Museumgoers in May will have the rare chance to view a 270-year-old pink silk gown — a crown jewel of The Charleston Museum’s expansive textile collection and a relic intimately connected to the city’s past and present.The robe à la française dress was worn around 1753 in England by Eliza Lucas Pinckney, a member of Charleston’s wealthy planter class.It was chosen as part of the 250th anniversary exhibition both because of its impressive condition and long-standing history linking its origi...
Museumgoers in May will have the rare chance to view a 270-year-old pink silk gown — a crown jewel of The Charleston Museum’s expansive textile collection and a relic intimately connected to the city’s past and present.
The robe à la française dress was worn around 1753 in England by Eliza Lucas Pinckney, a member of Charleston’s wealthy planter class.
It was chosen as part of the 250th anniversary exhibition both because of its impressive condition and long-standing history linking its original owner to Charleston and the museum’s early days, said Virginia Theerman, curator of historic textiles.
Pinckney was born in 1722 to Ann and George Lucas. She was tasked as a teen with managing three of her family’s plantations scattered around the Lowcountry, including Wappoo Plantation in what is now West Ashley.
Pinckney is largely credited with turning indigo into a cash crop for South Carolina in the 1740s. Under the guidance and expertise of the men and women she enslaved, Pinckney experimented with the tropical plant until she found success: enough indigo to begin mass-producing the blue dye, which was highly sought after in England’s growing textile market.
Records suggest Pinckney had the floral gown made during her family’s stint in England, ahead of her presentation to the Dowager Princess Augusta of Saxe-Gotha, mother of the future King George III.
The dress remained in Pinckney’s family until it was donated to the museum in 1940. It was exhibited a few times, particularly before 1979, and underwent extensive conservation in 2016, Theerman said.
The gown collected dust, dirt and body oils, which decayed the fibers in the delicate silk fabric. An independent conservator repaired some of the splits and damages, with the goal of keeping her retouches to the garment invisible. She also gave the museum recommendations for future preservation.
The museum has always kept a collection of objects, including dress and fashion, she said. Records show the museum acquired one pair of boots in the early 1800s.
By the late 20th century, the museum amassed enough items to create a historic textiles collection, separate from the history collection, Theerman said. Today it spans more than 10,000 pieces.
Theerman began curating her part of the anniversary exhibition over two years ago, in summer 2020. She knew early on Pinckney’s damask-like silk dress would be a focal point.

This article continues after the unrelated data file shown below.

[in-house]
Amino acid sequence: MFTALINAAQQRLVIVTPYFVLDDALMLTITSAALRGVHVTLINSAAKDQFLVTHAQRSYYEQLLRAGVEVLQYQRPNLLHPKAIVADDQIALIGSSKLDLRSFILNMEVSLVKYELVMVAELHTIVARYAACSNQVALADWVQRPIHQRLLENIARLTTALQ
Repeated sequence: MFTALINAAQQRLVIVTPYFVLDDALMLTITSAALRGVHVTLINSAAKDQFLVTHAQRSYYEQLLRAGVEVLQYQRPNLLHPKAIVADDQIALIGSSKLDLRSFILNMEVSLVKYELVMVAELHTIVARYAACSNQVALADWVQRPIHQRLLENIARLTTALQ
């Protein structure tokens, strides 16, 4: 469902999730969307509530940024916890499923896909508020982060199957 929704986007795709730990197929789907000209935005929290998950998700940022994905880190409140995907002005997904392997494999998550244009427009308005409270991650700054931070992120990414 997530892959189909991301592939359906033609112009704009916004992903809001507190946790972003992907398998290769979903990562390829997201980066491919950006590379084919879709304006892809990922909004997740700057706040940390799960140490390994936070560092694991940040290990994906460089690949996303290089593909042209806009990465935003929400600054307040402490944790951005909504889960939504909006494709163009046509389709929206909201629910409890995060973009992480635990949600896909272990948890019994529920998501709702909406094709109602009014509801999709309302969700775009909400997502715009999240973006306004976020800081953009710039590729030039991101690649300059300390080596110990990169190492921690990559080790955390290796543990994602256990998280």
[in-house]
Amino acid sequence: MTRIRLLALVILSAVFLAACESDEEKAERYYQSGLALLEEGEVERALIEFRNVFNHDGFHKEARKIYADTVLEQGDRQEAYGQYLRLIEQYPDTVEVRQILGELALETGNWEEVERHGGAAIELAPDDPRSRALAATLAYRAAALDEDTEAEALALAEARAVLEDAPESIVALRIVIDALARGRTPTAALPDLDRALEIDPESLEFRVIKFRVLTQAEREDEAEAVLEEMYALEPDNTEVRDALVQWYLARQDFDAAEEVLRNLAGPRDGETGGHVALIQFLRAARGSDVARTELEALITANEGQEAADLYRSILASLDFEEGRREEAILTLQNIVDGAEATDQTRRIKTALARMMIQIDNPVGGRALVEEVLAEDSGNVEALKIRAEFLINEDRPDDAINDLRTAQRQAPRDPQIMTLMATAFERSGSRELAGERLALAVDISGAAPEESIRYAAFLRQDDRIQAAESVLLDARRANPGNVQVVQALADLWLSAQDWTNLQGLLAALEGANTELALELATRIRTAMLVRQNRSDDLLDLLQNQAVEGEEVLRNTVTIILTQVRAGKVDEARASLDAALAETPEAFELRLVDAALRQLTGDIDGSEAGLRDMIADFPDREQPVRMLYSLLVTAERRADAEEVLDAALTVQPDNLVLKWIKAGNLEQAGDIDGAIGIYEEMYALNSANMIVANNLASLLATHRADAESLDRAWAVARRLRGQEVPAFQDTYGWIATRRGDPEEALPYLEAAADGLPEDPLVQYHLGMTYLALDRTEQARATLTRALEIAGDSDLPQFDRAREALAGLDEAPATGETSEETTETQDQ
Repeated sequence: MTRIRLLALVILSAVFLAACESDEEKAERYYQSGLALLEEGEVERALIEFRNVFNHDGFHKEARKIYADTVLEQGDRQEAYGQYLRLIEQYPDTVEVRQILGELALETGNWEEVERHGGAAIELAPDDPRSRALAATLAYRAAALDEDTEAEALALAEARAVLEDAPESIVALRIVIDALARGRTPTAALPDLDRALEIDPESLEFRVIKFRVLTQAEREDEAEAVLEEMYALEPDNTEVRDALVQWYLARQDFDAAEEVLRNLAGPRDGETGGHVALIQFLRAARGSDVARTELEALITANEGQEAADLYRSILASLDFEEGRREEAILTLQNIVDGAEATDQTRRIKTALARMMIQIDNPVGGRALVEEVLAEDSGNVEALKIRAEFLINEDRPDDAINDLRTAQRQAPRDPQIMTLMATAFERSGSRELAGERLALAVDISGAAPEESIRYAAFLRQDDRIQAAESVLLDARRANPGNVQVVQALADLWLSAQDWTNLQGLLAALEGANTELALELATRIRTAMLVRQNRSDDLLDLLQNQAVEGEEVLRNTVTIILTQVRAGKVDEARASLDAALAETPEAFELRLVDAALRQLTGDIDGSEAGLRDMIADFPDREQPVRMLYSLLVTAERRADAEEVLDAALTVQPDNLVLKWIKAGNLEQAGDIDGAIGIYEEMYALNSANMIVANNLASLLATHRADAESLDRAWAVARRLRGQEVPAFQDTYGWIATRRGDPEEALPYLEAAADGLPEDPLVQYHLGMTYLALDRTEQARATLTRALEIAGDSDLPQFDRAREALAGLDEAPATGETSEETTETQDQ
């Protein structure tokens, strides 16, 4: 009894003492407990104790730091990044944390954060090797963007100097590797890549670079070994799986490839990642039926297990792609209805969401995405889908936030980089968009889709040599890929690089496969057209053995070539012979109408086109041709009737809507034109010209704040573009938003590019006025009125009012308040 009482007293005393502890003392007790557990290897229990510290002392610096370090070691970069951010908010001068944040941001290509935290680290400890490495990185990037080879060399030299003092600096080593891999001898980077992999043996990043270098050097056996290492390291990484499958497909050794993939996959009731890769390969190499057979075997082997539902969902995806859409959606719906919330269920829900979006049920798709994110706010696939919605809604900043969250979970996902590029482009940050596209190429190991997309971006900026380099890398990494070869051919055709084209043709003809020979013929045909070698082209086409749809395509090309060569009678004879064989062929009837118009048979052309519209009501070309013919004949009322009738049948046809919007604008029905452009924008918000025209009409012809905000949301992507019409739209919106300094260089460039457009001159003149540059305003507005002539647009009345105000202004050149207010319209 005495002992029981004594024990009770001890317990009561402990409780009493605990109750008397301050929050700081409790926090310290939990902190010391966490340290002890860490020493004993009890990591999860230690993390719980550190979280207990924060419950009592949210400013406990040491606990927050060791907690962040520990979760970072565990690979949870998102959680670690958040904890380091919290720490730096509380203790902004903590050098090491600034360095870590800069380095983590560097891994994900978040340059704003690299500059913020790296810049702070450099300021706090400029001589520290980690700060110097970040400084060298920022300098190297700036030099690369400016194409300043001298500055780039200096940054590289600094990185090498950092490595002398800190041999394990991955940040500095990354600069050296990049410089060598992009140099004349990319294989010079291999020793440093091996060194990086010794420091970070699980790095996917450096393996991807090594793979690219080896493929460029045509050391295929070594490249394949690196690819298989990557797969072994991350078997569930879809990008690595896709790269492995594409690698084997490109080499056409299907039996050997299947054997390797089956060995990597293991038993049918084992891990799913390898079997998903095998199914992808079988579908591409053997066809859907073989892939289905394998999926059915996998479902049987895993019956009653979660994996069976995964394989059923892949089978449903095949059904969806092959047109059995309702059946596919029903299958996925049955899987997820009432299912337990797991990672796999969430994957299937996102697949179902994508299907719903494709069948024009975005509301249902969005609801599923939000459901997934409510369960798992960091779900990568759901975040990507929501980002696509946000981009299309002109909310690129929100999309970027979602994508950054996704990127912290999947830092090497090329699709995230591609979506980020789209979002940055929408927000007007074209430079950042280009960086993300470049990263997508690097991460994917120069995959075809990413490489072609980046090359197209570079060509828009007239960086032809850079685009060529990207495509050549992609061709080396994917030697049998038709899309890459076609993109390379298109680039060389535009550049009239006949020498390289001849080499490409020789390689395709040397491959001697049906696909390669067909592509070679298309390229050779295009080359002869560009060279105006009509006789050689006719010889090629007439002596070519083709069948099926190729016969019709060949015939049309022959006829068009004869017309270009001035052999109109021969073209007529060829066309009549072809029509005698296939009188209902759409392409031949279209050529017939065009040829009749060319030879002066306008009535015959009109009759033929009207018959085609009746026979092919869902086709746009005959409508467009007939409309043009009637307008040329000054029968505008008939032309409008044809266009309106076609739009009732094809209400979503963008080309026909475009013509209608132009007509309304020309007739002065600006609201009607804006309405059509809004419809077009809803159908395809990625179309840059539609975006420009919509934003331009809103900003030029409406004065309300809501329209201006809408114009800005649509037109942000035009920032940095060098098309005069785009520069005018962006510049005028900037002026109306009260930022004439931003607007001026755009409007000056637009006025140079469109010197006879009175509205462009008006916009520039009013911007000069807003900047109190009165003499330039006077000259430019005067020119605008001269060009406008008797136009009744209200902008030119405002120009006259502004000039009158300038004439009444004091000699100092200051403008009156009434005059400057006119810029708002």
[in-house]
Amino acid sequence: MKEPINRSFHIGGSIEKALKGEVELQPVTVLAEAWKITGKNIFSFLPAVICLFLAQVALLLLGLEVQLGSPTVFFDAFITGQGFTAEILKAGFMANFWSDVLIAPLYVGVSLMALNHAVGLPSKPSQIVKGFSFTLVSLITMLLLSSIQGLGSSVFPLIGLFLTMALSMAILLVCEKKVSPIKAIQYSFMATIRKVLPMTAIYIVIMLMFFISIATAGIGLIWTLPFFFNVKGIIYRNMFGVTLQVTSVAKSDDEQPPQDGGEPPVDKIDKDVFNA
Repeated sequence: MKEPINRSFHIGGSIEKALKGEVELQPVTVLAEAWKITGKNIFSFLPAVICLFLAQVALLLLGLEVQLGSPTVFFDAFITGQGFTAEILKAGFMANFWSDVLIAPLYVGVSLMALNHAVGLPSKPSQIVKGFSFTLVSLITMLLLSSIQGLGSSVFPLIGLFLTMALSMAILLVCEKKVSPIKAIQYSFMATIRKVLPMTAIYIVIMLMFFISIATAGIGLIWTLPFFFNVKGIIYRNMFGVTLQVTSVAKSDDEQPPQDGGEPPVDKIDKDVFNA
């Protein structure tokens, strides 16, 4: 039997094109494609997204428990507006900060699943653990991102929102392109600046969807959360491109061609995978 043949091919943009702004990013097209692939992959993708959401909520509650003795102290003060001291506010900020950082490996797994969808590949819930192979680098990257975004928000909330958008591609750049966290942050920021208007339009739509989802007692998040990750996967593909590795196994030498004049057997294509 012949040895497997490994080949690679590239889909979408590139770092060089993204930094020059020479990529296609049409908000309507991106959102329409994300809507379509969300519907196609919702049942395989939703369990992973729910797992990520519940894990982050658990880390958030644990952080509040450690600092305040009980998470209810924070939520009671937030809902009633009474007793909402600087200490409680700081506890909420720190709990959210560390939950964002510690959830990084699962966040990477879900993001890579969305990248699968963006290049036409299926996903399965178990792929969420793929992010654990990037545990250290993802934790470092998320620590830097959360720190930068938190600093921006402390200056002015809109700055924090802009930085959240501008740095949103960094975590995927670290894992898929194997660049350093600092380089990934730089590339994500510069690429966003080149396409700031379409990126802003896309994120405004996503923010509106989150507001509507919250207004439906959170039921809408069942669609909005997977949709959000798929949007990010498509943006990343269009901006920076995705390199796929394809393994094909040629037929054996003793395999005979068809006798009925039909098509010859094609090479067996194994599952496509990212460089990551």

The garment’s roots are buried deep within Charleston’s past and the museum’s 1773 beginnings. Pinckney’s eldest son, Charles Cotesworth Pinckney, helped establish the institution’s first collection.
“To be able to show that gown and say, ‘This was around even before this museum came to be,’ is a really wonderful way to connect back to that history,” Theerman said.
And it reveals another important truth, one inseparable from the city’s own history: The Pinckneys had these “wonderful” items they could give to the museum because of their wealth, which was built on the backs of those they enslaved, Theerman said.
This inward-gazing, reflective spirit is the premise of the 250th celebration, with a nod to the future.
Viewing historical garments is a visceral experience, different from looking at art or an object, Theerman said. Textiles can bridge the gap between today’s museum visitors and the past. We can all imagine what it might feel like to don a silk-laden gown.
Pinckney wore the dress a long time ago — an estimated 269 years, to be exact. Was she nervous to step in front of the English court? Or did she select the colors — a vivid pink and cream — because they made her feel confident?
Pinckney, who stood around 5-foot-4, would’ve had the same self-conscious ideas about her body as we do today, Theerman said, the same kind of thoughts that run through our heads when we get dressed each morning.
“That can be really grounding,” she said.
The gown, along with a few of Pinckney’s personal items, will be on display May 13 through July 9. It will join some of the most interesting and storied pieces from the textile collection as part of the museum’s broader anniversary exhibition.